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Nuñez Law Firm

Texting While Driving Accident Lawyers in Phoenix, AZ

Texting while driving has become an epidemic on our roadways. Drive on any city street or highway and you will inevitably see numerous drivers on their cell phones or looking down at their phones, a sure sign that the driver is either looking at a text message or typing one in.

Although it is widely accepted that texting and driving is nearly as insidious as drunk driving, only 14 states currently ban all drivers from using hand-held phones while driving. However, 46 states do ban text messaging by all drivers.

Arizona’s Ban on Texting & Driving

Arizona has no state-wide ban on texting and driving, except for bus operators, and is alone among the states but for Montana to outlaw texting either for all drivers or novices only. Phoenix, Tempe and Tucson, however, have enacted their own municipal bans under certain conditions. The state senate’s reluctance is based on the belief that such a law would not deter texting activity and that police still have the opportunity to pull anyone over for weaving in their lane, a possible consequence of texting.

Most states, including Arizona, keep statistics on the causes of roadway accidents. Distracted driving is one common factor in roadway accidents, and it includes cell phone use and texting. The figures on distracted driving and texting from the Arizona Department of Transportation and the National Safety Council are eye-opening:

  • In 2014, about 800 accidents on Arizona roadways were attributed to distracted driving
  • Of those killed, one-third were between the ages of 16 and 25
  • Drivers in their 20s make up 27% of distracted drivers in fatal accidents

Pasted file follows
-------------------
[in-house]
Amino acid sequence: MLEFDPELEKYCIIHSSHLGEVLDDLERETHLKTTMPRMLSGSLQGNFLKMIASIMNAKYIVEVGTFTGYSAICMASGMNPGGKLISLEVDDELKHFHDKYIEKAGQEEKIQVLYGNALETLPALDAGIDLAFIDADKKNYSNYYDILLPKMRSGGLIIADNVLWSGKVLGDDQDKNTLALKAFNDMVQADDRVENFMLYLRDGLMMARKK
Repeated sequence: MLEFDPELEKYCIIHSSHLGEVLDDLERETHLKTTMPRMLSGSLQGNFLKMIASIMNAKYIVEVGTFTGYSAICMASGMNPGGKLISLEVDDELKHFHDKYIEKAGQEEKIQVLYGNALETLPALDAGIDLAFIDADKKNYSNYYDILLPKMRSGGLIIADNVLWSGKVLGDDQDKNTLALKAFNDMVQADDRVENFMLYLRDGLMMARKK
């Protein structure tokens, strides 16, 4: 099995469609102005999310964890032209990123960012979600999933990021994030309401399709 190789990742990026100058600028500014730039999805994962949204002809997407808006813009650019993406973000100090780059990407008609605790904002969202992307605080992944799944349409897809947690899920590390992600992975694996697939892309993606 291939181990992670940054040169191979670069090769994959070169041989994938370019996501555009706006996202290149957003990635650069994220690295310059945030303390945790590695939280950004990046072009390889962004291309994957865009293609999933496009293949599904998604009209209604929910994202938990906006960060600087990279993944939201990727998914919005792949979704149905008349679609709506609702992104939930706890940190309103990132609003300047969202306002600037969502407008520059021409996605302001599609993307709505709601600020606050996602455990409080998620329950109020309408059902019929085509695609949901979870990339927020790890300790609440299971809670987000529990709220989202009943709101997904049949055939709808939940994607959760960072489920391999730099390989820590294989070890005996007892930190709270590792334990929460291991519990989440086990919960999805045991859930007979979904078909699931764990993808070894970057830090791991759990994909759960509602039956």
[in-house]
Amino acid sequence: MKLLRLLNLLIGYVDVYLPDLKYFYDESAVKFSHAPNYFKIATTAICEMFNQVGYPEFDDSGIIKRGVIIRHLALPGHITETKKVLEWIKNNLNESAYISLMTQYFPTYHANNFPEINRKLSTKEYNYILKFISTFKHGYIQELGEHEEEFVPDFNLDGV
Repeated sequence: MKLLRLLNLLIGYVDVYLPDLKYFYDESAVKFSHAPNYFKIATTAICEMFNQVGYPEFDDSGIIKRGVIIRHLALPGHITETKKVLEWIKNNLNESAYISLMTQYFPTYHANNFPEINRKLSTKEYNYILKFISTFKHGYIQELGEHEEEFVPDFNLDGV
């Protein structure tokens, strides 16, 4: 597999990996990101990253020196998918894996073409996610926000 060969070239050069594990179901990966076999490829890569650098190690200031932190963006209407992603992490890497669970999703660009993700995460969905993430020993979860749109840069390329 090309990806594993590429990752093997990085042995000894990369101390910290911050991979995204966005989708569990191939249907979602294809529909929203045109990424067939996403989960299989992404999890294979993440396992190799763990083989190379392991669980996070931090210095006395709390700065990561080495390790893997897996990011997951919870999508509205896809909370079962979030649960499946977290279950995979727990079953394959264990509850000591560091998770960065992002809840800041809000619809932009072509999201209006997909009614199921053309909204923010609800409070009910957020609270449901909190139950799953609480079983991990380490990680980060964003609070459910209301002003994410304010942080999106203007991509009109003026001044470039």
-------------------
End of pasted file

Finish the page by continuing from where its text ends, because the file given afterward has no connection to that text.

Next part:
• You are three times more likely to be in a crash if texting while driving—some studies even show that you are 26 times more likely to be in an accident
  • A driver who texts typically has eyes off the road for five seconds—at 65 mph, you travel 476 feet, more than the length of a football field
  • The National Safety Council estimates that 1 in 4 accidents has texting as a factor

Is Texting While Driving Negligent Conduct?

Although it is not against the law to text and drive in most cities in Arizona, except for Phoenix, Tempe and Tucson, which impose fines of $100 for a first offense and $250 for a second, it is a question of fact whether its use while operating a car constitutes negligence.

If texting led the driver to focus on an activity that was not driving and the driver’s eyes left the roadway, leading to a collision, then a jury or judge as trier of fact could easily conclude that it was a substantial factor in causing the accident and resultant injuries. There would have to be evidence that the driver was on the phone, such as from examining cell phone records. This leads to the conclusion that the driver in the exercise of ordinary care would have noticed a hazard and avoided it, but for texting.

In any case where texting while driving is suspected of being the cause of an auto accident that resulted in injuries, retain a law firm that has handled complex issues of liability and damages. Often times, our firm will take these cases on a contingency basis, so that our attorneys are only paid from the proceeds of any settlement or jury award.

Contact our office today to schedule a consultation if you have been in an accident involving a distracted driver.